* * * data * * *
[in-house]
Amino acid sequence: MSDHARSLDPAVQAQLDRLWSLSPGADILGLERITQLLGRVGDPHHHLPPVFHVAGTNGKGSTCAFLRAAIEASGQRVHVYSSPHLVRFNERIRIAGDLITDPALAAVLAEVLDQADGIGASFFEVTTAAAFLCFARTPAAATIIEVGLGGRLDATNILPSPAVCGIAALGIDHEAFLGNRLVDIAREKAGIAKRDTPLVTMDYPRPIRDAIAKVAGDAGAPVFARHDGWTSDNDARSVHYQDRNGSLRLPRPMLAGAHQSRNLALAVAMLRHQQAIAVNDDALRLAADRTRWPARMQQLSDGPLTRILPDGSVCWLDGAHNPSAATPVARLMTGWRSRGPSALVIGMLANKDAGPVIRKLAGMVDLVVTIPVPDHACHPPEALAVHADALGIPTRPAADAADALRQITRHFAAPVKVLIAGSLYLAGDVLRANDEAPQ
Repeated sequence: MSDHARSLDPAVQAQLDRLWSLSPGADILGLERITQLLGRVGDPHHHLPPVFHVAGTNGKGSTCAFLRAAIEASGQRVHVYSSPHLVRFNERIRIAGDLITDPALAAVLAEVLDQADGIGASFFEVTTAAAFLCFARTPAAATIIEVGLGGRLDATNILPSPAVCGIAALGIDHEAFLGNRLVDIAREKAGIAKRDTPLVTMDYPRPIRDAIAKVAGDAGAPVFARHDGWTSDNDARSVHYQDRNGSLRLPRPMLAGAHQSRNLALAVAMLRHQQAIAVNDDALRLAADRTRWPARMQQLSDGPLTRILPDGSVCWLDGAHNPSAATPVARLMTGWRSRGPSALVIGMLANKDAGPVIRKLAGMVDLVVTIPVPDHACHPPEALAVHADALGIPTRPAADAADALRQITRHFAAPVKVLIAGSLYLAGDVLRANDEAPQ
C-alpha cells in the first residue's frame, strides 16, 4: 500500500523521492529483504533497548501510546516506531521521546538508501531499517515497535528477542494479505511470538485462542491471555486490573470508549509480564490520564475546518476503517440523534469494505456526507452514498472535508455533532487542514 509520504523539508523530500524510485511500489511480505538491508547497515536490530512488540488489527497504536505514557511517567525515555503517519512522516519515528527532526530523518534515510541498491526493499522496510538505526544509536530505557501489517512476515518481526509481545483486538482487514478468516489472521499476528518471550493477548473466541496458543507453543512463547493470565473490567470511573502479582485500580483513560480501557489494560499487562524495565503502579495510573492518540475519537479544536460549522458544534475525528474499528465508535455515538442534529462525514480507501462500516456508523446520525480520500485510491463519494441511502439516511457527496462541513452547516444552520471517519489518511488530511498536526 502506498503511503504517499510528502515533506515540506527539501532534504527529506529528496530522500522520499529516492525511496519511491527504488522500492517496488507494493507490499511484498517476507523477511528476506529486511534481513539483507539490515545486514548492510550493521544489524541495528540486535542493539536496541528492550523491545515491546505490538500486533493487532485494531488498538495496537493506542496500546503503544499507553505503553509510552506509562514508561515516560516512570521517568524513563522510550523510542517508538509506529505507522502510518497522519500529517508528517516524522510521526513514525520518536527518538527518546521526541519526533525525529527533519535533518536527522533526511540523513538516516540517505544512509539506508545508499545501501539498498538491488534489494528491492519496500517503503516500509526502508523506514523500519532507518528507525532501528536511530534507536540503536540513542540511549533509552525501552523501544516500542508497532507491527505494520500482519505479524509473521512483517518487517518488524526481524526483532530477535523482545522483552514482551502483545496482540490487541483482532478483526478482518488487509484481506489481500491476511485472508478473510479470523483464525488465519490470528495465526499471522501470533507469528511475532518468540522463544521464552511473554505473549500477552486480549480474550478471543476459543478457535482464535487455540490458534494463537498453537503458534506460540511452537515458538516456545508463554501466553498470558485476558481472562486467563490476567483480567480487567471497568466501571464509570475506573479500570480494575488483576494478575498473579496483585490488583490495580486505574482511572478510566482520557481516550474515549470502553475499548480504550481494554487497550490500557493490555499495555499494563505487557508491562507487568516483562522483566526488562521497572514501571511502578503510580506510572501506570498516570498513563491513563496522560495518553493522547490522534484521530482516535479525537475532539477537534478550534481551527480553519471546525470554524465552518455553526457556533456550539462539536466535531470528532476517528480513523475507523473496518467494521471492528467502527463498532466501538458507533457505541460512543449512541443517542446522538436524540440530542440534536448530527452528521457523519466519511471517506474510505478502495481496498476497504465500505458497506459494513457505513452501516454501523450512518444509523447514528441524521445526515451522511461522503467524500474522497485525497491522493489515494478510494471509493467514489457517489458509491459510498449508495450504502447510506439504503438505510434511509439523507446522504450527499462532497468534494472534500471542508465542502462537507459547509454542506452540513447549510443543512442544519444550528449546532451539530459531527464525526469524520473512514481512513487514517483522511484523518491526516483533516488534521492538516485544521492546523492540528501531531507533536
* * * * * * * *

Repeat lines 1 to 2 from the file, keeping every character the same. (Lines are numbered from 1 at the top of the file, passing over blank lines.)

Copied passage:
[in-house]
Amino acid sequence: MSDHARSLDPAVQAQLDRLWSLSPGADILGLERITQLLGRVGDPHHHLPPVFHVAGTNGKGSTCAFLRAAIEASGQRVHVYSSPHLVRFNERIRIAGDLITDPALAAVLAEVLDQADGIGASFFEVTTAAAFLCFARTPAAATIIEVGLGGRLDATNILPSPAVCGIAALGIDHEAFLGNRLVDIAREKAGIAKRDTPLVTMDYPRPIRDAIAKVAGDAGAPVFARHDGWTSDNDARSVHYQDRNGSLRLPRPMLAGAHQSRNLALAVAMLRHQQAIAVNDDALRLAADRTRWPARMQQLSDGPLTRILPDGSVCWLDGAHNPSAATPVARLMTGWRSRGPSALVIGMLANKDAGPVIRKLAGMVDLVVTIPVPDHACHPPEALAVHADALGIPTRPAADAADALRQITRHFAAPVKVLIAGSLYLAGDVLRANDEAPQ